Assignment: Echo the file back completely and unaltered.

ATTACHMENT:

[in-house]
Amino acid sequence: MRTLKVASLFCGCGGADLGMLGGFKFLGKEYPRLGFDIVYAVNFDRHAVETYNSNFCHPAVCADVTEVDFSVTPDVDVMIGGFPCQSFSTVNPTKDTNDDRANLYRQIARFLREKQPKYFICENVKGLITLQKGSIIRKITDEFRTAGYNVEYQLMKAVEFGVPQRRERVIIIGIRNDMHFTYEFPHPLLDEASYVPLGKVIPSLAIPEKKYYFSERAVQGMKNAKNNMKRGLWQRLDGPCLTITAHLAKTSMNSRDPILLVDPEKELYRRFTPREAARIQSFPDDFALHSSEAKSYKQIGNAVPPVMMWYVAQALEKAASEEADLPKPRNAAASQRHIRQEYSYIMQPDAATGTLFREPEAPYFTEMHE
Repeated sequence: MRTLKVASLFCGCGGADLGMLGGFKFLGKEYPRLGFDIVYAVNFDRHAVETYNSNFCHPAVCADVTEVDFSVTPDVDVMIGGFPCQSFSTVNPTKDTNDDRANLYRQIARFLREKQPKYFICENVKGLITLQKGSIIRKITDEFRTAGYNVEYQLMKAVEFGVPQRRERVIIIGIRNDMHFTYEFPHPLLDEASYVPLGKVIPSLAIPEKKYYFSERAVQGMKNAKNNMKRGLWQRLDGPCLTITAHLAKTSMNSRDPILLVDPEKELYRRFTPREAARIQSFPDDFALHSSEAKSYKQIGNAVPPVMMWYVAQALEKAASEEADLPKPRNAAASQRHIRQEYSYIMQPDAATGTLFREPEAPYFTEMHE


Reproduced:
[in-house]
Amino acid sequence: MRTLKVASLFCGCGGADLGMLGGFKFLGKEYPRLGFDIVYAVNFDRHAVETYNSNFCHPAVCADVTEVDFSVTPDVDVMIGGFPCQSFSTVNPTKDTNDDRANLYRQIARFLREKQPKYFICENVKGLITLQKGSIIRKITDEFRTAGYNVEYQLMKAVEFGVPQRRERVIIIGIRNDMHFTYEFPHPLLDEASYVPLGKVIPSLAIPEKKYYFSERAVQGMKNAKNNMKRGLWQRLDGPCLTITAHLAKTSMNSRDPILLVDPEKELYRRFTPREAARIQSFPDDFALHSSEAKSYKQIGNAVPPVMMWYVAQALEKAASEEADLPKPRNAAASQRHIRQEYSYIMQPDAATGTLFREPEAPYFTEMHE
Repeated sequence: MRTLKVASLFCGCGGADLGMLGGFKFLGKEYPRLGFDIVYAVNFDRHAVETYNSNFCHPAVCADVTEVDFSVTPDVDVMIGGFPCQSFSTVNPTKDTNDDRANLYRQIARFLREKQPKYFICENVKGLITLQKGSIIRKITDEFRTAGYNVEYQLMKAVEFGVPQRRERVIIIGIRNDMHFTYEFPHPLLDEASYVPLGKVIPSLAIPEKKYYFSERAVQGMKNAKNNMKRGLWQRLDGPCLTITAHLAKTSMNSRDPILLVDPEKELYRRFTPREAARIQSFPDDFALHSSEAKSYKQIGNAVPPVMMWYVAQALEKAASEEADLPKPRNAAASQRHIRQEYSYIMQPDAATGTLFREPEAPYFTEMHE